Introducing World Missions: A Biblical, Historical, and Practical Survey
Payne, J. D., Journal of the Evangelical Theological Society
Introducing World Missions: A Biblical, Historical, and Practical Survey. By A. Scott Moreau, Gary R. Corwin, and Gary B. McGee. Grand Rapids: Baker, 2004, v + 349 pp., $29.99.
This work is the first in a projected series of eight texts addressing world missions from an evangelical perspective. Moreau is professor of missions and intercultural studies at Wheaton College Graduate School and general editor of the Evangelical Dictionary of World Missions. Corwin is associate editor of Evangelical Missions Quarterly. McGee is professor of church history and Pentecostal studies at the Assemblies of God Theological Seminary in Springfield, Missouri.
Designed as an introductory textbook on the topic of contemporary missions, Introducing World Missions offers readers a broad overview of the subject. Though primarily written for prospective missionaries, it also addresses those who serve in established pastoral roles. As the authors note, "our prayer is that you will have the foundation necessary to make wise decisions about mission service, or if you are not so called, to help you counsel and guide others whom God brings across your path who are seeking his will in reaching the nations" (p. 23).
The work is divided into five major sections. Part one addresses biblical and theological foundations for mission. Here the authors establish the groundwork for the rest of the book. They staunchly argue that any theology of mission must have an evangelistic mandate at its center. Within this section, the authors offer a distinction between the commonly used terms "missio Dei," "missions," and "mission." Part two takes the reader on a quick tour of missionary work throughout the last two thousand years. The latter three sections of the book are very practical in their orientation. Part three examines missions from the angle of the missionary candidate, addressing topics such as the missionary calling and practical realities of getting from one's home to the field. Part four discusses the plethora of challenges faced by the missionary, including personal and family issues, strategic and ministry issues, interpersonal relationships across cultures, and relating to churches and other shareholders. Finally, part five examines contemporary challenges to missions such as cross-cultural communication, contemporary mission trends and paradigm shifts, and encountering and engaging the religions of the world. The work concludes with an extensive bibliography and subject and Scripture indexes.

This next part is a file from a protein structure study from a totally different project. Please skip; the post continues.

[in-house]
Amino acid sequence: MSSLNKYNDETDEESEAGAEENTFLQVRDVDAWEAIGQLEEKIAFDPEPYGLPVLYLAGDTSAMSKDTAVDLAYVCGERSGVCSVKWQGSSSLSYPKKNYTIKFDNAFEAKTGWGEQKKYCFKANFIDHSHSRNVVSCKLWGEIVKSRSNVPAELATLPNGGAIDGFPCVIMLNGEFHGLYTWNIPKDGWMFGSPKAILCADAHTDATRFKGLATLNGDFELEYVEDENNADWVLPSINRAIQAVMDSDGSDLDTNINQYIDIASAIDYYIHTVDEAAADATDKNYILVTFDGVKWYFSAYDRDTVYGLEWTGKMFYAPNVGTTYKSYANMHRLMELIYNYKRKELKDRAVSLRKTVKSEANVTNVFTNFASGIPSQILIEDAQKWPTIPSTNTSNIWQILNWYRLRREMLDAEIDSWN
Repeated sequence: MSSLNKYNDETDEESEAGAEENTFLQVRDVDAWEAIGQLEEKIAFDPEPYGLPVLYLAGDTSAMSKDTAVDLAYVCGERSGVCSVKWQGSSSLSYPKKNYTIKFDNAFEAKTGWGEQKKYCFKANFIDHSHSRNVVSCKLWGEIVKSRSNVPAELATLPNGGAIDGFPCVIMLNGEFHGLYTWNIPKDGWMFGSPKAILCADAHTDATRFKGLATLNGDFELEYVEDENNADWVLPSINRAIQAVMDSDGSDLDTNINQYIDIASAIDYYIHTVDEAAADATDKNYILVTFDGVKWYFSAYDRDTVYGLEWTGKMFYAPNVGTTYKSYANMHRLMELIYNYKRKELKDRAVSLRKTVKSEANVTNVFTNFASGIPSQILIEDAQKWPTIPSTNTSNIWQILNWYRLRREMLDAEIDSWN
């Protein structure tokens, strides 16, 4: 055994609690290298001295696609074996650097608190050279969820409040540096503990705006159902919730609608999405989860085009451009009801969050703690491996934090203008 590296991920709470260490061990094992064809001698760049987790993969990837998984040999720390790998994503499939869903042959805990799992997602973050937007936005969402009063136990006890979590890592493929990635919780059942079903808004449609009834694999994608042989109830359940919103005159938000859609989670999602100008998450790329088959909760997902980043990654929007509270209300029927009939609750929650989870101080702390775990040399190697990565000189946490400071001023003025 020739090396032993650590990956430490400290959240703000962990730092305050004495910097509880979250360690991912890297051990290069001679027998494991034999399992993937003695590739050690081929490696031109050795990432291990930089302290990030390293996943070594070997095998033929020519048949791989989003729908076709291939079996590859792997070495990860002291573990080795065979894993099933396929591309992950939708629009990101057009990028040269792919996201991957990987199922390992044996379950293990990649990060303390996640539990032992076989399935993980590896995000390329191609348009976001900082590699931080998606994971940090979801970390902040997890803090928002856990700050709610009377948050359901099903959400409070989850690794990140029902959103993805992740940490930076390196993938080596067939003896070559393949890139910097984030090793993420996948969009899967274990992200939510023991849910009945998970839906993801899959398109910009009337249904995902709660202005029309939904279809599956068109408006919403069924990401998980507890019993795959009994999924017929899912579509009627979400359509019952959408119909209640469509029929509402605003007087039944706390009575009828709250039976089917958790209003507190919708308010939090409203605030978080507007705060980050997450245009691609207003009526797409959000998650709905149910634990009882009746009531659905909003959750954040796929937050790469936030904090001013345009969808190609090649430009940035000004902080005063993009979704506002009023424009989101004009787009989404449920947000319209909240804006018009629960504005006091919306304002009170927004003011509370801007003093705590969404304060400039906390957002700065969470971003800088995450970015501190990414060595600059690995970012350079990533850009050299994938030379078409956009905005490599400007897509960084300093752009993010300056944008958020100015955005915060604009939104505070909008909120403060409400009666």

To supplement the text, the authors also provide four unique and excellent aides. First, every text comes with a CD-ROM of the extensive Evangelical Dictionary of World Missions. second, a teacher's manual is available from Baker for instructors who adopt the book as a required text. Third, most of the chapters of Introducing World Missions include a case study designed to assist readers in applying the theory to actual problems faced on the field. These case studies usually pose a missiological dilemma, leaving the reader to think through how they would respond if faced with a similar reality. Fourth, throughout this text, numerous excellent sidebars offer deeper thought on specific issues.
There are numerous strengths to this work. The first and foremost is the fact that the authors believe that a healthy missiology must be founded upon a proper understanding of mission in both the OT and NT. Mission in both testaments is seen as a divine drama which is best understood in a series of acts: (1) creation and the Fall; (2) God's calling and setting apart a people for himself; (3) God's work in rescuing his people; (4) God's work in sending his people into exile; (5) God's work to save a people through the Messiah; (6) God's gathering a people as his Church; and (7) God's renewing all of creation through the consummation. …